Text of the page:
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Food production without fossil fuel

Gas hit for the first time a price of EUR 2/liter. This threshold threatens the food production system: it is a red flag suggesting us to move away from industrial agriculture.

We hit these days a psychological threshold which accelerates the collapse of industrial agriculture. Many gas stations across Europe showed for the first time ever a price of EUR 2 or more for one liter of petrol or diesel.

While most consumers think about a rising bill to run their cars, the EUR 2 threshold has much more significance in regard to food production and security. We should be on red alert and take every possible measure to move away from industrial agriculture and build fossil fuel independent and small-scale food production systems. Otherwise, there is a high risk that we will not worry about how to fuel our cars, but about how to feed our bodies.

Economist Jeremy Rifkin explains in the French documentary Demain (Tomorrow) the implications of fossil fuel dependence and how the current energy mix which runs our planet is a direct cause for climate change. We have trimmed this eye opening 2 ½ minutes long scene of the documentary for you to watch. Everybody needs to understand that we are on a collective suicide trajectory if we don’t make a joint effort to transform our food production system.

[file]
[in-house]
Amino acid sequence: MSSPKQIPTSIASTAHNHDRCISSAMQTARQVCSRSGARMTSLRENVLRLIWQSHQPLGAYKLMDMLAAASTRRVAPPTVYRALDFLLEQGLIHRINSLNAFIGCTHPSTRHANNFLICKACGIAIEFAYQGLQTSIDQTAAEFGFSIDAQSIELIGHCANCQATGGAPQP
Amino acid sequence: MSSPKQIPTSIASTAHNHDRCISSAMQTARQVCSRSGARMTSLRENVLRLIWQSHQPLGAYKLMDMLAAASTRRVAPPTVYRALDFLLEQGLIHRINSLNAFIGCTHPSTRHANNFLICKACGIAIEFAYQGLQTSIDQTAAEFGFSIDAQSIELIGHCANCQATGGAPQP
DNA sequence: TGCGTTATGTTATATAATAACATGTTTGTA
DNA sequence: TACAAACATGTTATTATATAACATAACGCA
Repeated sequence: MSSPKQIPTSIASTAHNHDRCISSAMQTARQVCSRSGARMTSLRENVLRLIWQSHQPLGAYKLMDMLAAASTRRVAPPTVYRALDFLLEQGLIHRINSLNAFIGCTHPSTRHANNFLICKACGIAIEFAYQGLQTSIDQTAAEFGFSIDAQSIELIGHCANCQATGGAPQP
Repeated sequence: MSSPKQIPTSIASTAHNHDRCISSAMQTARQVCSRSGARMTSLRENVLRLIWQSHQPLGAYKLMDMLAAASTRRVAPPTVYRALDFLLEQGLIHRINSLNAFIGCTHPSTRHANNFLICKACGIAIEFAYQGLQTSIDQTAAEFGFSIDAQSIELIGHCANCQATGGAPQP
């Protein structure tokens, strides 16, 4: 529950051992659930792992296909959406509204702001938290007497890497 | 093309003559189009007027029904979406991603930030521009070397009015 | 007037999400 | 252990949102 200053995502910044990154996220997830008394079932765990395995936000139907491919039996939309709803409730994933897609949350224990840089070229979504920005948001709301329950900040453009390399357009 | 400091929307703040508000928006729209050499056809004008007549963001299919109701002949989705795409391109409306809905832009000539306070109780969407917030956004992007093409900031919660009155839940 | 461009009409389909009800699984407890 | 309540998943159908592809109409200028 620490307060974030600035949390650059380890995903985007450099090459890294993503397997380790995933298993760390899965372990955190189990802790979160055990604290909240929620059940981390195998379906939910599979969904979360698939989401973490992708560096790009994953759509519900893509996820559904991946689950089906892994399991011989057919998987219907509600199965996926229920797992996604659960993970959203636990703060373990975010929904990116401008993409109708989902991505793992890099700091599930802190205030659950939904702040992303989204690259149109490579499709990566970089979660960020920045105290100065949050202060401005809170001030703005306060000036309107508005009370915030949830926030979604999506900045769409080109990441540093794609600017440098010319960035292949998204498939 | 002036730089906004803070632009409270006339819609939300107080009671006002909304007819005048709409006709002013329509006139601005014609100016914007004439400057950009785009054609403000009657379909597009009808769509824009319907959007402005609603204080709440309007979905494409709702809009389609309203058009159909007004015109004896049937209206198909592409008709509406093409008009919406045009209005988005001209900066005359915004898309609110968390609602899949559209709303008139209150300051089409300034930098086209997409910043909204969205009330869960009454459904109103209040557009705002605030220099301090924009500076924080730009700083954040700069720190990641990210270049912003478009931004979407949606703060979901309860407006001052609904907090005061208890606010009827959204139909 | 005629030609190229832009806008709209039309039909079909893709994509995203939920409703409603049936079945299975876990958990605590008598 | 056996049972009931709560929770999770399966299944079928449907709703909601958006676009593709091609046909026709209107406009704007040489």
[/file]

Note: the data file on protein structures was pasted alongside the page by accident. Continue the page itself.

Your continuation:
Rifkin’s last book predicts the collapse of the fossil fuel civilization by 2028. The collapse will happen in the foreseeable future and we shall not debate whether this will be in 2028 or 2035. The conversation and the action must focus on transforming food production.

Bill Mollison, the founder of permaculture, recognized the self-destructive effects of industrial agriculture early on. He promoted self-sufficient, high yield gardening as a solution to ecological and social corrosion. The truth is, that while both, a supermarket and a community garden can feed people in any given town or village, it is only the community garden which creates bonds between its members. Supermarkets create the fake impression of independence but isolate the consumer not only from the purchased product, but also from the land on which this product has been manufactured.

The social impact of industrial agriculture is a growing alienation from communities and commons. A vicious cycle of isolated consumers who want more in order to compensate for far too little participation in both community and commons. Rising fuel prices therefore need to be viewed as a tremendous opportunity to transform our societies into a better place, where we again become genuine members of purposefully productive work units which help us to find satisfaction and enjoyment with less consumption.

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